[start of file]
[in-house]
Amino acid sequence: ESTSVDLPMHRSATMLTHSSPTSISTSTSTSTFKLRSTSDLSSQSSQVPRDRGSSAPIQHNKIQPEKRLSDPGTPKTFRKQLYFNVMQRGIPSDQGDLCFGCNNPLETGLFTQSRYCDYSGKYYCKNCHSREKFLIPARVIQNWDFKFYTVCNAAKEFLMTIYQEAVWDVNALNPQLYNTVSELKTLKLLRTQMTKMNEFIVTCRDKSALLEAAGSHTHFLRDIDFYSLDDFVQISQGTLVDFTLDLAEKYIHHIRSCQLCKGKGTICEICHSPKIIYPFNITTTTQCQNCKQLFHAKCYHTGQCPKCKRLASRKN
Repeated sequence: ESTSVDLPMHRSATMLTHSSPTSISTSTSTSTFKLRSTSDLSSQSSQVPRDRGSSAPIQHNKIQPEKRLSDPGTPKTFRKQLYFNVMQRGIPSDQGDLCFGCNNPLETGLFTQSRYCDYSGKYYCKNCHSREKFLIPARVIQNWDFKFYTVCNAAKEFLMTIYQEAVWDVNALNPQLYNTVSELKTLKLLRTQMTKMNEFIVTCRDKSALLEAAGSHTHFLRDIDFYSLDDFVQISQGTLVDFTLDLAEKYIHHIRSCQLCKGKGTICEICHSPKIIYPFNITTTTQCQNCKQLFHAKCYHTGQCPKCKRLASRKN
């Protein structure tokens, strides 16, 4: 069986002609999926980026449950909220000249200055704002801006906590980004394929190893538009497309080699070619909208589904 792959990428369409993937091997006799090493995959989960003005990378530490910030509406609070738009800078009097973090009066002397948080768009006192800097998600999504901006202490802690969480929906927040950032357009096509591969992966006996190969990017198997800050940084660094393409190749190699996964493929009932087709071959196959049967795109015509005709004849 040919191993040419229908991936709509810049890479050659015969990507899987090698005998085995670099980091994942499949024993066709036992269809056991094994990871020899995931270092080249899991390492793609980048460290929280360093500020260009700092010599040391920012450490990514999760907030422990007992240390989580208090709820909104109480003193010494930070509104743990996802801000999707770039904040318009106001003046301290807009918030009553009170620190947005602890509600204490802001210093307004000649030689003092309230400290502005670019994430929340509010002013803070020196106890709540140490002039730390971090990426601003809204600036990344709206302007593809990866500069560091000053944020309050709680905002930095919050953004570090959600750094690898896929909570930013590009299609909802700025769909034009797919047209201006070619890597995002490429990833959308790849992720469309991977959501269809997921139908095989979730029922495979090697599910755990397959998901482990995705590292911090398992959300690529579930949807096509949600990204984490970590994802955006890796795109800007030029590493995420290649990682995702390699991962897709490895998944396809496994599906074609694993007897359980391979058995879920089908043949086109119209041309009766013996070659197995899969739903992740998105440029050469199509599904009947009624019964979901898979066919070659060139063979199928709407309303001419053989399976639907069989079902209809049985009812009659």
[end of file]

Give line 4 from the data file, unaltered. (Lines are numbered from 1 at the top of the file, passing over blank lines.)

């Protein structure tokens, strides 16, 4: 069986002609999926980026449950909220000249200055704002801006906590980004394929190893538009497309080699070619909208589904 792959990428369409993937091997006799090493995959989960003005990378530490910030509406609070738009800078009097973090009066002397948080768009006192800097998600999504901006202490802690969480929906927040950032357009096509591969992966006996190969990017198997800050940084660094393409190749190699996964493929009932087709071959196959049967795109015509005709004849 040919191993040419229908991936709509810049890479050659015969990507899987090698005998085995670099980091994942499949024993066709036992269809056991094994990871020899995931270092080249899991390492793609980048460290929280360093500020260009700092010599040391920012450490990514999760907030422990007992240390989580208090709820909104109480003193010494930070509104743990996802801000999707770039904040318009106001003046301290807009918030009553009170620190947005602890509600204490802001210093307004000649030689003092309230400290502005670019994430929340509010002013803070020196106890709540140490002039730390971090990426601003809204600036990344709206302007593809990866500069560091000053944020309050709680905002930095919050953004570090959600750094690898896929909570930013590009299609909802700025769909034009797919047209201006070619890597995002490429990833959308790849992720469309991977959501269809997921139908095989979730029922495979090697599910755990397959998901482990995705590292911090398992959300690529579930949807096509949600990204984490970590994802955006890796795109800007030029590493995420290649990682995702390699991962897709490895998944396809496994599906074609694993007897359980391979058995879920089908043949086109119209041309009766013996070659197995899969739903992740998105440029050469199509599904009947009624019964979901898979066919070659060139063979199928709407309303001419053989399976639907069989079902209809049985009812009659």